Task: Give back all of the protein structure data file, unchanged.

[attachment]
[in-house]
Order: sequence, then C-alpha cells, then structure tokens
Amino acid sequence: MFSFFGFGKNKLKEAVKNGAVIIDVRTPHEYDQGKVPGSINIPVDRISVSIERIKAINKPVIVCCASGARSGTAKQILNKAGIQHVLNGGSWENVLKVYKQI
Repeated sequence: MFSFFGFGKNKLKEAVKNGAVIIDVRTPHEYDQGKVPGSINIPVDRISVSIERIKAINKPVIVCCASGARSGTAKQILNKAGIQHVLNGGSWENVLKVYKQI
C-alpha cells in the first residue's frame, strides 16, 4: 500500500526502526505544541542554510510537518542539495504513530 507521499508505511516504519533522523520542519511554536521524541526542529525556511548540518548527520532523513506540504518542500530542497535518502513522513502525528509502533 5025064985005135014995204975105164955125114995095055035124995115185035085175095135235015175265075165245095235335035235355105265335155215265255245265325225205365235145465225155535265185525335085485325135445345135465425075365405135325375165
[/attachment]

[in-house]
Order: sequence, then C-alpha cells, then structure tokens
Amino acid sequence: MFSFFGFGKNKLKEAVKNGAVIIDVRTPHEYDQGKVPGSINIPVDRISVSIERIKAINKPVIVCCASGARSGTAKQILNKAGIQHVLNGGSWENVLKVYKQI
Repeated sequence: MFSFFGFGKNKLKEAVKNGAVIIDVRTPHEYDQGKVPGSINIPVDRISVSIERIKAINKPVIVCCASGARSGTAKQILNKAGIQHVLNGGSWENVLKVYKQI
C-alpha cells in the first residue's frame, strides 16, 4: 500500500526502526505544541542554510510537518542539495504513530 507521499508505511516504519533522523520542519511554536521524541526542529525556511548540518548527520532523513506540504518542500530542497535518502513522513502525528509502533 5025064985005135014995204975105164955125114995095055035124995115185035085175095135235015175265075165245095235335035235355105265335155215265255245265325225205365235145465225155535265185525335085485325135445345135465425075365405135325375165